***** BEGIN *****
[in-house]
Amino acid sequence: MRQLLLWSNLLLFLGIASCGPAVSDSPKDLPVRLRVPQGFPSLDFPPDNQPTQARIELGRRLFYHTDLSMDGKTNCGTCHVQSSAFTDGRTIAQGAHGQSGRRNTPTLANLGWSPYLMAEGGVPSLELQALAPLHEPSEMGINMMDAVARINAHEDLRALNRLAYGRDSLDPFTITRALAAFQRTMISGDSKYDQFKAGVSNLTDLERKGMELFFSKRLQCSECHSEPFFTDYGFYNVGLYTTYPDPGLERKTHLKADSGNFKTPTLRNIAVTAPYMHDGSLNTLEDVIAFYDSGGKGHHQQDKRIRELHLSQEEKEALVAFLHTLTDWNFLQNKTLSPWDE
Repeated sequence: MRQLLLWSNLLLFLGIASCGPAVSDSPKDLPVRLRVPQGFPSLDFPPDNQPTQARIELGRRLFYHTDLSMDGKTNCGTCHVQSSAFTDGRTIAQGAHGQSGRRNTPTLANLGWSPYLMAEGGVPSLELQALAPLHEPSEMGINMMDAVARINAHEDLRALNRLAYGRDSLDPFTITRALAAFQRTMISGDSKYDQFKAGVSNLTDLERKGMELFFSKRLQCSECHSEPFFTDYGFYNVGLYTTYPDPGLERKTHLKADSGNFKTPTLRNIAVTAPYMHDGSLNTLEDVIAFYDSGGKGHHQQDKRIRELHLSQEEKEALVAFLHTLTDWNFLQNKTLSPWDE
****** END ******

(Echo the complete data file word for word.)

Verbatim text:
[in-house]
Amino acid sequence: MRQLLLWSNLLLFLGIASCGPAVSDSPKDLPVRLRVPQGFPSLDFPPDNQPTQARIELGRRLFYHTDLSMDGKTNCGTCHVQSSAFTDGRTIAQGAHGQSGRRNTPTLANLGWSPYLMAEGGVPSLELQALAPLHEPSEMGINMMDAVARINAHEDLRALNRLAYGRDSLDPFTITRALAAFQRTMISGDSKYDQFKAGVSNLTDLERKGMELFFSKRLQCSECHSEPFFTDYGFYNVGLYTTYPDPGLERKTHLKADSGNFKTPTLRNIAVTAPYMHDGSLNTLEDVIAFYDSGGKGHHQQDKRIRELHLSQEEKEALVAFLHTLTDWNFLQNKTLSPWDE
Repeated sequence: MRQLLLWSNLLLFLGIASCGPAVSDSPKDLPVRLRVPQGFPSLDFPPDNQPTQARIELGRRLFYHTDLSMDGKTNCGTCHVQSSAFTDGRTIAQGAHGQSGRRNTPTLANLGWSPYLMAEGGVPSLELQALAPLHEPSEMGINMMDAVARINAHEDLRALNRLAYGRDSLDPFTITRALAAFQRTMISGDSKYDQFKAGVSNLTDLERKGMELFFSKRLQCSECHSEPFFTDYGFYNVGLYTTYPDPGLERKTHLKADSGNFKTPTLRNIAVTAPYMHDGSLNTLEDVIAFYDSGGKGHHQQDKRIRELHLSQEEKEALVAFLHTLTDWNFLQNKTLSPWDE